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PowerPoint Notes: June 2005

Info-things on PowerPoint usage including tips, techniques and tutorials.

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Sunday, June 26, 2005
posted by Geetesh on 10:22 AM IST

Is it possible to make a presentation start on space bar only - but without unplugging the mouse?

PowerPoint MVP David Marcovitz provides a solution.

1. You can virtually unplug the mouse by removing the check next to Advance on Mouse Click under the Slide Transition.

2. Do this for all the slides by going to Slide Sorter View (View | Slide Sorter) and selecting all the slides. Then choose Slide Show | Slide Transition to activate the Slide Transition task pane or dialog box depending upon which version of PowerPoint you are using.

3. Uncheck the On Mouse Click option under Advance Slide.

Note that this only disables the mouse advancement; it does not disable any keystrokes (space, arrows, page up, etc.), and it does not disable the other mouse functions including the little menu in the lower left of the screen and the menu that comes up with right click.

Thank you, David.

David Marcovitz, a PowerPoint MVP is also Associate Professor in the Education Department and Director of Graduate Programs in Educational Technology at Loyola College. David has also authored a book called PowerPoint for Educators.


Friday, June 24, 2005
posted by Geetesh on 11:06 AM IST

Many times, you want to rip some tracks off a music CD and play it within your PowerPoint presentation, maybe as a background score that plays throughout the presentation. However, you might find that PowerPoint refuses to play those tracks! What is happening here?

Especially if you use Windows Media Player to rip the CDs, the real culprit might be DRM, which stands for Digital Rights Management and is a concept promoted by the music industry to prevent illegal distribution of their content. So, what's DRM doing inside PowerPoint? That's a good question - and DRM fits right into the PowerPoint world since most PowerPoint presentations are intended to be shown and distributed anyway.

However, I've ripped MP3s from music CDs using the new Windows Media Player 10 and no DRM is added to that - so why do some tracks get controlled by DMA and other don't?

PowerPoint MVP Austin Myers throws some insight into whatever is happening behind the scenes:

Windows Media Player doesn't add anything to it unless you tell it to. There are several "levels" of DRM built on newer music CDs and Windows Media Player simply passes them along into the ripped file. What can or cannot be done with it after that point depends upon how the content creator set DRM in the original file. In most cases you can rip to your machine for private use, but you cannot use it in a distribution application like PowerPoint (or BitTorrent).

Thank you, Austin.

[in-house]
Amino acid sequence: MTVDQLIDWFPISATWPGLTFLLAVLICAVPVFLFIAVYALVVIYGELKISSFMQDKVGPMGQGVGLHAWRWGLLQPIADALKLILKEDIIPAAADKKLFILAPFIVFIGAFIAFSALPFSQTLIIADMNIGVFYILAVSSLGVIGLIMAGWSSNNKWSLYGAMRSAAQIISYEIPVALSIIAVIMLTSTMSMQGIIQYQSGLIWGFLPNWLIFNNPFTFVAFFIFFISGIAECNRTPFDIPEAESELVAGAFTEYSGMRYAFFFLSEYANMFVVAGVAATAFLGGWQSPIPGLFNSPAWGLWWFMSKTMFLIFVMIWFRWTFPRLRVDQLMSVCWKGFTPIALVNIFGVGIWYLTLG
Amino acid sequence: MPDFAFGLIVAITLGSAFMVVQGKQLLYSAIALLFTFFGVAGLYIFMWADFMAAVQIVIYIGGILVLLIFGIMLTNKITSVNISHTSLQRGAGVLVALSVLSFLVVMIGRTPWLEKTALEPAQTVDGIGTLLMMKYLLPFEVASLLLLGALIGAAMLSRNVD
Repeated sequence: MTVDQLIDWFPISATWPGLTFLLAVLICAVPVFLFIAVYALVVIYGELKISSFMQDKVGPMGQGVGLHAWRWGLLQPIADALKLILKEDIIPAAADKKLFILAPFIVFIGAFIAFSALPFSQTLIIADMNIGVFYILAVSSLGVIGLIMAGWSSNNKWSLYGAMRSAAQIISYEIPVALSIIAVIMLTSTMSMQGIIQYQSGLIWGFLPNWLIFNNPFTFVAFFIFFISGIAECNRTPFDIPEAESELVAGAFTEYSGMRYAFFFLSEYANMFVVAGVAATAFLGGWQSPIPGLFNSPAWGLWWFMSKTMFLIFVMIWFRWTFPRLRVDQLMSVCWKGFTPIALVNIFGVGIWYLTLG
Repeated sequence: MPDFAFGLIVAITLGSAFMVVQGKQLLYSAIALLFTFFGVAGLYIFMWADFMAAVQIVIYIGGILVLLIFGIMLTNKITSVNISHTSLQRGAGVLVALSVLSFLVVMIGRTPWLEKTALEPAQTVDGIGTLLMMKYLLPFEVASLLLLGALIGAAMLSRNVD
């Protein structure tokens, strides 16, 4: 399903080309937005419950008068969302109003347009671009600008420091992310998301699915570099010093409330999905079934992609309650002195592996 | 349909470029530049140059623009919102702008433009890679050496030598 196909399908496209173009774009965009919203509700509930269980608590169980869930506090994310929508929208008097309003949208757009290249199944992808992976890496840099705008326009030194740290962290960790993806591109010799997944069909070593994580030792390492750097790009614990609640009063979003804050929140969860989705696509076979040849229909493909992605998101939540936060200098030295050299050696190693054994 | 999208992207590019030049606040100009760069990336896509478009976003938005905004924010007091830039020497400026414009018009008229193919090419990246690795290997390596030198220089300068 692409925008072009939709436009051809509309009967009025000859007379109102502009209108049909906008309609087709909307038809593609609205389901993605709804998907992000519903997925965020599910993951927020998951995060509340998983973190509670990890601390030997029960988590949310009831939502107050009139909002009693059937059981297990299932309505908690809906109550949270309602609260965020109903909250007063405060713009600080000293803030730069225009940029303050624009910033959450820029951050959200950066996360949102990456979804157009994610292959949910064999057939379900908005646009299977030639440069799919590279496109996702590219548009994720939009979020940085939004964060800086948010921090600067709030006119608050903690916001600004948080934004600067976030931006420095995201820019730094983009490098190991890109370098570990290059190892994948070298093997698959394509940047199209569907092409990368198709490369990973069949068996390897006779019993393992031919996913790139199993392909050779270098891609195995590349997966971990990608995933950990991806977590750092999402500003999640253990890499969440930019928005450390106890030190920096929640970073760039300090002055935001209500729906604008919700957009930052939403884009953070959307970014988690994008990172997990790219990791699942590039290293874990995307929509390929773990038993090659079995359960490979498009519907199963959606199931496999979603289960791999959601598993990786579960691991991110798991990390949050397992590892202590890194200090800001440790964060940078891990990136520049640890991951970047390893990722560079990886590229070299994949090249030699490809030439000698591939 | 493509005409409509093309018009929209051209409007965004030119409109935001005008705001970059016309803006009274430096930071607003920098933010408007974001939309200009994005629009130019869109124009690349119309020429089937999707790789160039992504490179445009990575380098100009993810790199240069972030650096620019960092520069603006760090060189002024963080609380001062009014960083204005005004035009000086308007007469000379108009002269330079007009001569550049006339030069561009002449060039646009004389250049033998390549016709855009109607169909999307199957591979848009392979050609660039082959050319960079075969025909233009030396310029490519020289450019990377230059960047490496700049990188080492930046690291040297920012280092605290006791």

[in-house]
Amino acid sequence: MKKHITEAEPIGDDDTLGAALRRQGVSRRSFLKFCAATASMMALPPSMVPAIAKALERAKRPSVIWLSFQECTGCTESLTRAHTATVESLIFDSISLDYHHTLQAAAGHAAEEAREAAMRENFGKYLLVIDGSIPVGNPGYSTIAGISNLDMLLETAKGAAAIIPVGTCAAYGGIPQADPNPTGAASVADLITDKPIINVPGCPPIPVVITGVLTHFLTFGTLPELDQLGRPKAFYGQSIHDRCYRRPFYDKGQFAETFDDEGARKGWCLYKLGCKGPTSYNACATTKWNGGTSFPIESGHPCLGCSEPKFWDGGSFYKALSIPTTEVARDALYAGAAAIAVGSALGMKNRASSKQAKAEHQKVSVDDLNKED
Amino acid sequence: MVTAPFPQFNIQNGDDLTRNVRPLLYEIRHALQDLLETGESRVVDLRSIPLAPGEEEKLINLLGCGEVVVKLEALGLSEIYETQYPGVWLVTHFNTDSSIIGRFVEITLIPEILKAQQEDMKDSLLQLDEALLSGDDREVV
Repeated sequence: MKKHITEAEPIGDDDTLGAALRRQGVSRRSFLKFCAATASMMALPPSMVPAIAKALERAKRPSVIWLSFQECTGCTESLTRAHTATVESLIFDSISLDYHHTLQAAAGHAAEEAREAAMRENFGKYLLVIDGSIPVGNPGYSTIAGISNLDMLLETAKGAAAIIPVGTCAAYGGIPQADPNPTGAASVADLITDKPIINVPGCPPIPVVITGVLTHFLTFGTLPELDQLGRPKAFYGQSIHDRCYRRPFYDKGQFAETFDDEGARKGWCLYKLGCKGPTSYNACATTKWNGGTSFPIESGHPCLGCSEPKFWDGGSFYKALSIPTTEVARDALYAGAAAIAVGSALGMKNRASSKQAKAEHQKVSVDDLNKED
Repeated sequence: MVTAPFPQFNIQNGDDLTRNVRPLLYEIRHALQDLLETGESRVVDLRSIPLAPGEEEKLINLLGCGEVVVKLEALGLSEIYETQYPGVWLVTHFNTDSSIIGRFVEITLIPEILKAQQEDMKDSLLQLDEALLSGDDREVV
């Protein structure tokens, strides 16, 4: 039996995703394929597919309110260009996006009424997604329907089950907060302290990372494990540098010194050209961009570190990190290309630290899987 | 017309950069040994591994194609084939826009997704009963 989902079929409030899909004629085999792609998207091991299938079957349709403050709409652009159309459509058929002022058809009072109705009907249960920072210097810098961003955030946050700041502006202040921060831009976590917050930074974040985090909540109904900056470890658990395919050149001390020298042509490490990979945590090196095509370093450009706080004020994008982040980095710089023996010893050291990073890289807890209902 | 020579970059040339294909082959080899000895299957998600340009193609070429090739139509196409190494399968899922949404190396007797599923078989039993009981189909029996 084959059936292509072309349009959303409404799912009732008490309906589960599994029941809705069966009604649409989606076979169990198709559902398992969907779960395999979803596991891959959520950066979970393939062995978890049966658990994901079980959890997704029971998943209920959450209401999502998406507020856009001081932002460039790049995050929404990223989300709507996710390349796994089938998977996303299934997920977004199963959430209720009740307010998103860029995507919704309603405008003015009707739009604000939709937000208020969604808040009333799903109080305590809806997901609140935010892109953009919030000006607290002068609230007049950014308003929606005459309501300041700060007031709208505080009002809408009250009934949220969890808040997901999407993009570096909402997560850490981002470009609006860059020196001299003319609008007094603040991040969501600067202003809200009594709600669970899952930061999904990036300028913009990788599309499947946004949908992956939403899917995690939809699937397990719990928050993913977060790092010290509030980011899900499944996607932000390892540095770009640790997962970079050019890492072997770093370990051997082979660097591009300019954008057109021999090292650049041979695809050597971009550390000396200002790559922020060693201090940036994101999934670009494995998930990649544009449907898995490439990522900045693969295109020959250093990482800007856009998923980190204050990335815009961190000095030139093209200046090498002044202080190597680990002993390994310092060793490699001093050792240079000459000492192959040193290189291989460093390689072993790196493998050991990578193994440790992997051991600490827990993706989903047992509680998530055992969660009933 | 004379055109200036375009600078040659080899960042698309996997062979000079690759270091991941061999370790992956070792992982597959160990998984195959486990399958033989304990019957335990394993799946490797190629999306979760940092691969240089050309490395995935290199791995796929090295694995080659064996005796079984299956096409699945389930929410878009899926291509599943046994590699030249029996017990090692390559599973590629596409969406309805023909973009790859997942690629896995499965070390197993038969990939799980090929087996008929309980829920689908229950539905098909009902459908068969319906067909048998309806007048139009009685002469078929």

Austin Myers creates a PowerPoint add-in that helps you shoo away your multimedia woes in PowerPoint. It is called PFCMedia and you can download a trial copy from his site...


Tuesday, June 21, 2005
posted by Geetesh on 2:57 PM IST

How can I change the alignment of all the numbers in a PowerPoint chart, i.e., the numbers (values) that are above the columns? I know how to change one individually, but how do you change the alignment (for example, from 0 degrees to 45 degrees) of all the values in just one or two steps?

PowerPoint MVP Echo Swinford provides a solution.

1. The values are called data labels. Click the chart area so that they're not selected.

2. Then click one data label *once* so that you see black squares around *all* the data labels in a data series.

3. Now right-click and choose Format Data Labels. If the right-click is difficult and makes you select just the one individual data label, then choose Format on the menu at the top of the screen and from there, choose Selected Data Labels.

4. Then head to the alignment tab and type in 45.

Echo, thank you for allowing me to reproduce this content here.

Tip: You can find tons of hard-to-find chart related ideas on Echo's chart page...


Monday, June 20, 2005
posted by Geetesh on 10:06 PM IST

Is it possible to save sound clips within the Clip Art Gallery and Task Pane onto a CD or hard drive?

If you are using PowerPoint 97 or 2000, you can drag the clips you need from Clip Gallery to the desktop.

PowerPoint 2002 and 2003 users can drag the clips off the Clip Art task pane to the desktop.

Once the clips are on the desktop, you can burn them on a CD.


Sunday, June 19, 2005
posted by Geetesh on 10:31 PM IST

I am bringing a text placeholder onto a slide one bullet point at a time. However, my slides are pictures so I need to fill the text placeholder background with white fill. Is there a way to bring in the fill color with the bullet points so the audience sees only the unobstructed picture first then the text and white fill background for the text in the placeholder as I bring it in?

1. Create a new text box for every bullet you require. Make sure your text boxes have white fills and black text as you need. You might even want to experiment with the transparency of the fill if you are using PowerPoint 2002 and 2003 - you'll find all these options in the Format dialog box - to access this dialog box, just double-click the text box.

2. Then line up all the text boxes so that they appear to be a single text placeholder.

3. Animate each text box in succession so that the bullets build one after the other.


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